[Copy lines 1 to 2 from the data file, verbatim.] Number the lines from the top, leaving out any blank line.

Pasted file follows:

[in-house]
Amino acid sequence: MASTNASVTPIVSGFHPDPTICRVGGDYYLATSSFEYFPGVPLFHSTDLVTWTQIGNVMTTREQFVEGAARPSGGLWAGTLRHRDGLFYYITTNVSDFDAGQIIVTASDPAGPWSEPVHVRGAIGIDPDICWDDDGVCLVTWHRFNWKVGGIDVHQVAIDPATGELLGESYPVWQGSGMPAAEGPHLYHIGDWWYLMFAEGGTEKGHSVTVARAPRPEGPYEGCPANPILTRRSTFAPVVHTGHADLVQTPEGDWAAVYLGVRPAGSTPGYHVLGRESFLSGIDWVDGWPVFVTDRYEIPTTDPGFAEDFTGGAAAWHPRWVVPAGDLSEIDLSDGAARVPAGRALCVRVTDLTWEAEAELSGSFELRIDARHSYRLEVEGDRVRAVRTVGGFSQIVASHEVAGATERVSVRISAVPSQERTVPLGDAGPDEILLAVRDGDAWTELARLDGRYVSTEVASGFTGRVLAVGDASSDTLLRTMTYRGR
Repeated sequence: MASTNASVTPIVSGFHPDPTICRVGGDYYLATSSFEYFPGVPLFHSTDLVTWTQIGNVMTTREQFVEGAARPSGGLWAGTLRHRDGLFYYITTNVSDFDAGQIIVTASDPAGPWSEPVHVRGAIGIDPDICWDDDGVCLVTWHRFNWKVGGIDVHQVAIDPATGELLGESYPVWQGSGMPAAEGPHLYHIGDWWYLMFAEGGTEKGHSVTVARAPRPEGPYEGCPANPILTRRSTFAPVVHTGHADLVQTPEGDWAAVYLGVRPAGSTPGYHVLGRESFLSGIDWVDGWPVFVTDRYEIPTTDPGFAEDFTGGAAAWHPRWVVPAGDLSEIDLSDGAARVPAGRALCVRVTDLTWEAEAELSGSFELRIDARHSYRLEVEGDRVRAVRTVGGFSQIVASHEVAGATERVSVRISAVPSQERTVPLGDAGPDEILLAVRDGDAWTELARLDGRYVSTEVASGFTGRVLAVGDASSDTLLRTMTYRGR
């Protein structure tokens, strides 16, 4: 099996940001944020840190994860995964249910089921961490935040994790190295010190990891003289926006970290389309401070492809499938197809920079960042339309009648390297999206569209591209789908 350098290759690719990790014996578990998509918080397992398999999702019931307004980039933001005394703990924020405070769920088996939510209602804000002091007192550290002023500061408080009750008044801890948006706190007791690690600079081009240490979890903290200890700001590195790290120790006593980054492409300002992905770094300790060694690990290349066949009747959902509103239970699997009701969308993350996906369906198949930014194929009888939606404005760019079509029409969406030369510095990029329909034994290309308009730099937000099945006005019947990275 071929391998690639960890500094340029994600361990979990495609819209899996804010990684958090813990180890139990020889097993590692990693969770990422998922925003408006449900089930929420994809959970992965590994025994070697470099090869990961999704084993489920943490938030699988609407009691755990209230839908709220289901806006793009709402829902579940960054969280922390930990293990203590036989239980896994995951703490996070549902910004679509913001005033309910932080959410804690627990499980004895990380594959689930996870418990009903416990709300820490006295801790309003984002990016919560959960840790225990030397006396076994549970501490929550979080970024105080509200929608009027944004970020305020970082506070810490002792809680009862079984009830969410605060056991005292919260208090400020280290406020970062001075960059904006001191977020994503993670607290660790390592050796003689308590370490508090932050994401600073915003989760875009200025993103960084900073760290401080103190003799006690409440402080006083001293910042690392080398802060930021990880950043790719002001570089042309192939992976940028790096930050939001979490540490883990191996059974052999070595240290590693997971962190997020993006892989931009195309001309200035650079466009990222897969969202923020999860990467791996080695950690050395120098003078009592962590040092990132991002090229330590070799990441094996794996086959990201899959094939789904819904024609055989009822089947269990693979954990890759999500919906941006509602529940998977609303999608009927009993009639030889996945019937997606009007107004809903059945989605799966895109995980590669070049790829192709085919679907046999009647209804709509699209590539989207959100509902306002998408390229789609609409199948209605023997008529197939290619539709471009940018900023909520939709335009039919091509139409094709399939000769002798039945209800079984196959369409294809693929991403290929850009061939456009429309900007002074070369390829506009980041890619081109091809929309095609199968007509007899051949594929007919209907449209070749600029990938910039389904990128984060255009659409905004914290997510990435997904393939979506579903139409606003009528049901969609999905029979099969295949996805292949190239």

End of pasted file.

[in-house]
Amino acid sequence: MASTNASVTPIVSGFHPDPTICRVGGDYYLATSSFEYFPGVPLFHSTDLVTWTQIGNVMTTREQFVEGAARPSGGLWAGTLRHRDGLFYYITTNVSDFDAGQIIVTASDPAGPWSEPVHVRGAIGIDPDICWDDDGVCLVTWHRFNWKVGGIDVHQVAIDPATGELLGESYPVWQGSGMPAAEGPHLYHIGDWWYLMFAEGGTEKGHSVTVARAPRPEGPYEGCPANPILTRRSTFAPVVHTGHADLVQTPEGDWAAVYLGVRPAGSTPGYHVLGRESFLSGIDWVDGWPVFVTDRYEIPTTDPGFAEDFTGGAAAWHPRWVVPAGDLSEIDLSDGAARVPAGRALCVRVTDLTWEAEAELSGSFELRIDARHSYRLEVEGDRVRAVRTVGGFSQIVASHEVAGATERVSVRISAVPSQERTVPLGDAGPDEILLAVRDGDAWTELARLDGRYVSTEVASGFTGRVLAVGDASSDTLLRTMTYRGR